Arts

'Adobefest' Marks 25 Years of Photoshop

The Computer History Museum marks 25 years of Photoshop with 'Adobefest' Read More

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The Works of Bruce Conner at the SJ Institute of Contemporary Art

In Wichita they shut him down. The faculty just couldn't deal with him. The legendary artist Bruce Conner (1933-2008) barely even spent that much time at the University of Wichita (now Wichita State), but he was there during what now looks like an explosive kick off to a lucrative career upsetting the applecarts of authority. It was in Wichita in the early '50s that Conner and his crew organized provocative exhibitions that were stymied by the stuffed-shirt faculty within 48 hours. » Read More

Allan Savory: Livestock is the Only Hope for a Dying Planet

Let's face it: with production costs high and public interest limited, the economics of producing opera in the United States are dicey at best. It's no wonder many opera companies play it safe, packing their seasons with bankable works by big-name composers. » Read More

Opera San Jose Presents 'Where Angels Fear to Tread'

Let's face it: with production costs high and public interest limited, the economics of producing opera in the United States are dicey at best. It's no wonder many opera companies play it safe, packing their seasons with bankable works by big-name composers. » Read More

'Taco De Ojo' at Anno Domini

Last year, Juan Nava-editor of Latin American poetry and art magazine Taco De Ojo and founder of the Latino Toons collective-was in town for a comics expo, when he happened to wander by San Jose art gallery Anno Domini. While there he intrigued co-owner Cherri Lakey with some of his Latino Toons work, sowing the seeds for the collective's first group show. » Read More

'Proof of Experience' at Chromatic Coffee

Still informed by the DIY aesthetic they picked up while skateboarding in high school, photographers Dustin Adams and Shona Sanzgiri have each succeeded in pursuing photography on their own terms.Both were exposed to the craft during those early skater days, when Sanzgiri first took photos of friends on disposable cameras and Adams shot and edited skate movies until he opted to trade in his video rig for a rangefinder camera. » Read More

'Build' is a Must-See for Local Theater Lovers

Some plays dazzle with elaborate costumes, special effects, choreography and lush orchestration, or action-packed plots. Others, including Build, the current production by San Jose's City Lights Theater Company, impress in a different, deeper way. Quite simply, Build is excellent. It shines with a well-written, intriguing script and superb acting, and is a must-see for local theater lovers. » Read More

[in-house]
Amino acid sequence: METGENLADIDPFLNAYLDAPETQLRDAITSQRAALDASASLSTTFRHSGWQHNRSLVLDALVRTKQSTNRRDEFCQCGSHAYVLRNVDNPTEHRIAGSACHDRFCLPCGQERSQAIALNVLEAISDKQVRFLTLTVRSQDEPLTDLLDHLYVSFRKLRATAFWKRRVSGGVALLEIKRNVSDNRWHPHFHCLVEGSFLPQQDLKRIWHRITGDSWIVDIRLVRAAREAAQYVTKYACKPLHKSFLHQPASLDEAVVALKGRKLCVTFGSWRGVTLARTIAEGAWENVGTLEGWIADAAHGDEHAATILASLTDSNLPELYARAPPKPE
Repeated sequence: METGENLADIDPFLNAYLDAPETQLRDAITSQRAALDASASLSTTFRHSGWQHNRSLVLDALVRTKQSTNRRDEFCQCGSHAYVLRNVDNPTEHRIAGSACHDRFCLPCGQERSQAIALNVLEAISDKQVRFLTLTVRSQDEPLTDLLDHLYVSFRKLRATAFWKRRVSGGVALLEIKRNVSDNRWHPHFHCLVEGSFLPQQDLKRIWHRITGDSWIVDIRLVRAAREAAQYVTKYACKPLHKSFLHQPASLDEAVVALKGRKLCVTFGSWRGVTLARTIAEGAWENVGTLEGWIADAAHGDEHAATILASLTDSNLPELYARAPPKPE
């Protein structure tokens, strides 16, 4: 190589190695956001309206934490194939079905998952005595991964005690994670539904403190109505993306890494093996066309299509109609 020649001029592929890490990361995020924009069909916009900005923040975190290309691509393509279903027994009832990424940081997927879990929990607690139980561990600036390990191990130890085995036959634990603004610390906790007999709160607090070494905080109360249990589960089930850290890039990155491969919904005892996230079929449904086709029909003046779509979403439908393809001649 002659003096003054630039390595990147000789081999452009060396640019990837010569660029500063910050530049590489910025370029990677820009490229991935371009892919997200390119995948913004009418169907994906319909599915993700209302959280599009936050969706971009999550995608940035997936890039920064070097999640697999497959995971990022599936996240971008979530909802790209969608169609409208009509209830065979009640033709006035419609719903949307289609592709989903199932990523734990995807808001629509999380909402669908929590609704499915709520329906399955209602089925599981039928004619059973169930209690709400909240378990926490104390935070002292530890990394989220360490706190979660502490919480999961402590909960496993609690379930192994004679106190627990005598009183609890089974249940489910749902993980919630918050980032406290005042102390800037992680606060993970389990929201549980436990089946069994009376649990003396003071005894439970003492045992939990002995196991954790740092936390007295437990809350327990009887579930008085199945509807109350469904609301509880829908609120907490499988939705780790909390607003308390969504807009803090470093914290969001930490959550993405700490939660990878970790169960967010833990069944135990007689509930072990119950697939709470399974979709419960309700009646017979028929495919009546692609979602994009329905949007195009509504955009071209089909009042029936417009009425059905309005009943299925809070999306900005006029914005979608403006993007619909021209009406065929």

'Punk Rock Blitzkrieg'

All four of the original Grand Council of Punk Rock Elders, New York City Chapter, A.D. 1974-a.k.a., the Ramones-have shuffled off this mortal coil and moved on to that Rock & Roll High School in the sky. But while Johnny, Joey, Dee Dee and Tommy are no longer with us, the band's second and longest-continually-operating drummer, Marky Ramone, still walks this earth, a sober man for more than 30 years now. » Read More

'Divided' they stand at the Trianon Theatre

We all know that guy (and yeah, it's usually a guy), who has a surplus of opinions on controversial topics and a God-given right as an American to share these with you in a high volume monologue. Turns out, people actually want to listen to that guy. He just needs a stage, a microphone, oh, and some legitimate comic talent. That last part's usually the stickler. » Read More

Hear This! Explores the Power of Sound

Imagine yourself in a room made of speakers, stacked more than 9 feet high. First you take in the visual. Then you hear and feel the noise, slowly undulating through the space, hissing and vibrating in 12-channel audio-a familiar yet mysterious presence. Welcome to Kate Lee Short's The Oculus, one of several sound explorations included in "Hear This!," a new exhibit at the Palo Alto Art Center. » Read More

'Twice Heroes' honors Nisei Veterans

It's one of the keenest ironies of the Second World War. In the 1940s the American-born sons of Japanese immigrants-the Nisei-were soldiers at some of the worst fighting in Europe. Meanwhile, their families languished in a series of prison camps, all over the wastelands of America. Californians assume that the rest of the nation knows about this, because the story is so well known here. Don't bet on it. » Read More